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$10,000 cash was gifted to me by my mother, and I went out and bought a car with the $10,000 cash. The dealership sent me an 8300 form saying they sent it to the IRS, so what is going to happen now? Do I need to talk to your IRS? Am I in trouble, but I have proof and receipts for every transaction

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    Are you laundering money?
    – user253751
    Jul 24, 2023 at 9:08
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    OP, others have covered that this is totally normal, but advice: DO NOT try and get around this form by a couple smaller payments in the future to avoid this form. That is way more suspicious to anyone involved. Jul 24, 2023 at 14:02
  • @user253751: Or perhaps their mother is? Jul 24, 2023 at 17:06

2 Answers 2

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Nothing to worry about (as long as you aren't a criminal or affiliated with someone who is). IRS Form 8300 is a required filing by businesses that receive cash payments in excess of $10,000. It goes to FinCEN (Financial Crimes Enforcement Network), who uses the information to try to prevent money laundering, domestic terrorism, and other financial crimes. To reiterate, this is a required filing, you're not in trouble, and you're not being investigated. I'd be more worried if the amount of cash paid was less than $10,000, because at that point it becomes a discretionary filing the business would make if it feels the transaction was suspicious.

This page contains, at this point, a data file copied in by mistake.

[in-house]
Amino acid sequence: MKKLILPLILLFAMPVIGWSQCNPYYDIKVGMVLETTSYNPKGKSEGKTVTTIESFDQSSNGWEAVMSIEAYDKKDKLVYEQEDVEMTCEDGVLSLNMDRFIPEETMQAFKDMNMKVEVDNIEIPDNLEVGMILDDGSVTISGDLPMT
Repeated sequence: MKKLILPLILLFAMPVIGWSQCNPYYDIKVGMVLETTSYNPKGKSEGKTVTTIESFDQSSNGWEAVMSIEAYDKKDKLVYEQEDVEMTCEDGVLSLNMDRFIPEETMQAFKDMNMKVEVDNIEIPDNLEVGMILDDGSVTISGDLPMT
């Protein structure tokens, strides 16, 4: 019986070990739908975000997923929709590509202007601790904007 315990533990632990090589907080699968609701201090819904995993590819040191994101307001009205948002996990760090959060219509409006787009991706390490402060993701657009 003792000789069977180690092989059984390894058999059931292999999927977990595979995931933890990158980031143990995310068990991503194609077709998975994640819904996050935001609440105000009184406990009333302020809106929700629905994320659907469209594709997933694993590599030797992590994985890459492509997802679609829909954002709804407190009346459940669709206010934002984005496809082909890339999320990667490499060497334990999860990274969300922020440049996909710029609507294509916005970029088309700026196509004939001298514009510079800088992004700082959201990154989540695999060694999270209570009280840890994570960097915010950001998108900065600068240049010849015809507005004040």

Being contacted by the IRS or FinCEN over this will be very unlikely as long as you don't create a pattern of suspicious activity. One large cash transaction is no big deal.

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    And if they do contact you (unlikely without a pattern of doing this), you just show them where the money came from and you're done. Most audits really are trivial.
    – keshlam
    Jul 23, 2023 at 17:40
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    OP said they paid $10K but the form you linked to says only for payments in excess of $10K. So it was a discretionary filing by the garage then? Jul 24, 2023 at 5:16
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    @RobinWhittleton it's payments that are 10k or more
    – user253751
    Jul 24, 2023 at 9:08
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    "discretionary filing ... if it feels the transaction was suspicious": for example, if you paid 1 cent less than the amount required to trigger a mandatory filing.
    – rghome
    Jul 24, 2023 at 13:43
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    @user71659 also the car dealer doesn't want the IRS to come knocking asking "did you sell this car for precisely $10k (or $9999.99) so you wouldn't have to fill in the form?"
    – user253751
    Jul 25, 2023 at 5:42
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I went out and bought a car with the $10,000 cash. The dealership sent me an 8300 form saying they sent it to the IRS so what is going to happen now do I need to talk to your IRS?

The car dealer was required to fill out this form. You make a large cash purchase. The issue was that you came in with a pile of bills. If you had paid by personal check, cashiers check, or credit/debit card the form would not have to be submitted.